After several years of traveling around the country in the presence of city planners, economic development officials, elected representatives, engineers, production home builders, professional consultants, and groups of concerned citizens I’ve come to my own personal unified theory of America’s land use future. The short version is that we’ve got the built environment that we have and the overwhelming majority of it isn’t ever going to change much. If you want to know what things will look like in thirty or forty years… look around. That’s pretty much it.
There’s so much of it… tract homes on cul-de-sacs, suburban office parks, strip malls, big box stores, light industrial parks, self storage facilities, garden apartment complexes… even if society wanted to radically transform the landscape (which is absolutely not the case) it would be a sixty or seventy year endeavor. Personally, I won’t live long enough to see that shift. But business-as-usual isn’t an option either regardless of what most people might prefer. What will change is the way the existing landscape will be valued and inhabited.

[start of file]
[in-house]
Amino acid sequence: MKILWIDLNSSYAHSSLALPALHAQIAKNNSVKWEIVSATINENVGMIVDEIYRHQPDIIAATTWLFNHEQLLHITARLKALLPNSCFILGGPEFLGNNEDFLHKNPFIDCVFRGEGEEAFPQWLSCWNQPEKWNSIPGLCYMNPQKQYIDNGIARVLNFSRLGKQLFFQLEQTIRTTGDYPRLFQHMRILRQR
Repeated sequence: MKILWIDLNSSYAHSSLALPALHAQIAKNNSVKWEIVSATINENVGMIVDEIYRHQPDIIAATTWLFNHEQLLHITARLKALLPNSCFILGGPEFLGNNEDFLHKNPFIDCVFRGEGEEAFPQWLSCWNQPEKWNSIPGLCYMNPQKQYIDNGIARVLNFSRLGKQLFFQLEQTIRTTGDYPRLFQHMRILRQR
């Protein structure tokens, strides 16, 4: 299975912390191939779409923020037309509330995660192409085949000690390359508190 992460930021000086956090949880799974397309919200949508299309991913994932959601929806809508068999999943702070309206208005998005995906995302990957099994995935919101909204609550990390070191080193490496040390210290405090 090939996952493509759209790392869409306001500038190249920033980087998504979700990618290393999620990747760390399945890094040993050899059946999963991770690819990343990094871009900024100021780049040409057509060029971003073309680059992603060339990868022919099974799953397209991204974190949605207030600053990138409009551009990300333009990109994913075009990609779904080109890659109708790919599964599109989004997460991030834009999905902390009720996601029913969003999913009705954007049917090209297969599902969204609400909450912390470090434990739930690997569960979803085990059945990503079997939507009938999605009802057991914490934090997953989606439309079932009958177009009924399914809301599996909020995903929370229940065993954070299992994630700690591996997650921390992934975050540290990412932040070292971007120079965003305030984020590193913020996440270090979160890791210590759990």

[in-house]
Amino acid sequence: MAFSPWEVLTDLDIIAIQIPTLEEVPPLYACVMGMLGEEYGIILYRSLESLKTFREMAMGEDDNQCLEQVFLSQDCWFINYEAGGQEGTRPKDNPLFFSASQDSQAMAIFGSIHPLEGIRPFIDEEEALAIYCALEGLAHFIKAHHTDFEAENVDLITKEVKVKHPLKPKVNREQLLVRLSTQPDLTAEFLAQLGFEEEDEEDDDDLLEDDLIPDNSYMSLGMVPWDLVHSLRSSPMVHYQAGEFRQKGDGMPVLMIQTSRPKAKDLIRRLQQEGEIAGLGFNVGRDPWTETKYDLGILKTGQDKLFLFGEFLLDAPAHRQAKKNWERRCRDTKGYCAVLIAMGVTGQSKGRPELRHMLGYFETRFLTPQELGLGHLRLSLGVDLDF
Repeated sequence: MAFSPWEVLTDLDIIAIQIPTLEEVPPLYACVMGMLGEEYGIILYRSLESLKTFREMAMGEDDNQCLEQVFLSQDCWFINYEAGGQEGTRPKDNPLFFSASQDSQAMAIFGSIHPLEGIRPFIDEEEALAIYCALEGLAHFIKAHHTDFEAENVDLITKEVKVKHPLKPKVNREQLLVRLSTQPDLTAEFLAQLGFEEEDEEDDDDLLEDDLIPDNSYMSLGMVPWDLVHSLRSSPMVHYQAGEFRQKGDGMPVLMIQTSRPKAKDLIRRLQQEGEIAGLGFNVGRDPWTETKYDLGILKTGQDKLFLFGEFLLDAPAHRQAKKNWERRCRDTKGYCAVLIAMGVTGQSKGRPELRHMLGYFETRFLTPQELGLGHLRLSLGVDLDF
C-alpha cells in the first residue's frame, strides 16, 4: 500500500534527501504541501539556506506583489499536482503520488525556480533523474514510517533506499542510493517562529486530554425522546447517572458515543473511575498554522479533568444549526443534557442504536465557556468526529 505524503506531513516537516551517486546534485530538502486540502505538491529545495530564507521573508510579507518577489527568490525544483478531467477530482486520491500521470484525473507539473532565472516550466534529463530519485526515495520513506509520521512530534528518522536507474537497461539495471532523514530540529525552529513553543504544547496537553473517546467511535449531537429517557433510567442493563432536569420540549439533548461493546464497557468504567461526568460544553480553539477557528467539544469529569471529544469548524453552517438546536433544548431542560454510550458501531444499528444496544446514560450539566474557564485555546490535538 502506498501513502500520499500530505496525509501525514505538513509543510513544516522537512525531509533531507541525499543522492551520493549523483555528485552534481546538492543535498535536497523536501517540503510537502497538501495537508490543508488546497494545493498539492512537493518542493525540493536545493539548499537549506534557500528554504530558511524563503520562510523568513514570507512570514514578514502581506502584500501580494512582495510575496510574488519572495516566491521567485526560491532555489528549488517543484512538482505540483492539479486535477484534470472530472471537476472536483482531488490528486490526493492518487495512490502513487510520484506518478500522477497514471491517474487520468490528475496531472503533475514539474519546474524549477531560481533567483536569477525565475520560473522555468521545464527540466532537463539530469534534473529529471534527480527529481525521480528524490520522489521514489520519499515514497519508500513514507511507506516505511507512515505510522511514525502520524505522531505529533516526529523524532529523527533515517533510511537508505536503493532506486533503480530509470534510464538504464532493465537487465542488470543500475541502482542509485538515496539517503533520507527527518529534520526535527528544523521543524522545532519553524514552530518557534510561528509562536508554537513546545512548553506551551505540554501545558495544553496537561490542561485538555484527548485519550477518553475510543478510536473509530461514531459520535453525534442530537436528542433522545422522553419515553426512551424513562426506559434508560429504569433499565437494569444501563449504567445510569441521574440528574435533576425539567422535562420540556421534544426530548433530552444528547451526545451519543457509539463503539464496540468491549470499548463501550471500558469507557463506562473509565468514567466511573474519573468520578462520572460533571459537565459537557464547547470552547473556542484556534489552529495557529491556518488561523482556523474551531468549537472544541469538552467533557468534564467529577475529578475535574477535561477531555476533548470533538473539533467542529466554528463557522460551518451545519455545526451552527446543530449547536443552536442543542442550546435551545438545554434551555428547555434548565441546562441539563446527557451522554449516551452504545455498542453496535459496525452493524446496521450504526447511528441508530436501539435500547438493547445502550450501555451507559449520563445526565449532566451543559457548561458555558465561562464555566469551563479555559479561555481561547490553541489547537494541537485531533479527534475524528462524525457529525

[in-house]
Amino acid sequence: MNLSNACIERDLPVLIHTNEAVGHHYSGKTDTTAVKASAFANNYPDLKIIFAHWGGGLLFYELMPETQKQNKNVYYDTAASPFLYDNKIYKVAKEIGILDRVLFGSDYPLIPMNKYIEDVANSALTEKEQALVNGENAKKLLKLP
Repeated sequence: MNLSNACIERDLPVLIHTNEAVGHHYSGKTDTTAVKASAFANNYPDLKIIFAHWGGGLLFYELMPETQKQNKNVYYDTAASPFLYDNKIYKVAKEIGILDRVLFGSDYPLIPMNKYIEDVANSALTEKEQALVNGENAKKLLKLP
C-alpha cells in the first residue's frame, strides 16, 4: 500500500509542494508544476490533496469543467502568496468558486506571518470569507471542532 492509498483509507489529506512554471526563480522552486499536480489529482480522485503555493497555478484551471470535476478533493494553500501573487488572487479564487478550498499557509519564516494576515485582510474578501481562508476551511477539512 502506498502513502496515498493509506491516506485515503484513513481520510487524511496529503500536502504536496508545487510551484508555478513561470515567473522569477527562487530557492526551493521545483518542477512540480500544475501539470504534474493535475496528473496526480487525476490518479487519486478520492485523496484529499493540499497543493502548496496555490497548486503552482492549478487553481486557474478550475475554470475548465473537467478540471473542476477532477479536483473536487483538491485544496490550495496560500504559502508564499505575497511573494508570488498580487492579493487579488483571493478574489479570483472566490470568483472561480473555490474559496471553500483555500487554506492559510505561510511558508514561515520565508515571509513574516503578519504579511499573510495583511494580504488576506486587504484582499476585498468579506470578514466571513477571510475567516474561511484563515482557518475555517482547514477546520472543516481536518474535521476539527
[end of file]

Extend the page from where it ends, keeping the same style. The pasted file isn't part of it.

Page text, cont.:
Communities are hitting a financial wall. Current tax revenue is entirely insufficient to cover the ongoing maintenance of municipal infrastructure – and by “infrastructure” I mean public services and staffing levels as well as the physical roads, pipes, and civic buildings. There simply isn’t enough productive private economic activity to support the underlaying public chassis that’s been built since World War II. So we’re in for a great deal of deferred maintenance, failed pension obligations, reductions in services, higher taxes (which will be called “user fees” and “code enforcement”) and ultimately default on public debt. That’s already baked in to the cake almost everywhere.There are only two options moving forward. We can build more productive stuff on the existing infrastructure, or we can reduce the amount of infrastructure to come in to balance with the available productive capacity. So we’re going to do both – not necessarily on a voluntary basis. And the results will be unevenly distributed.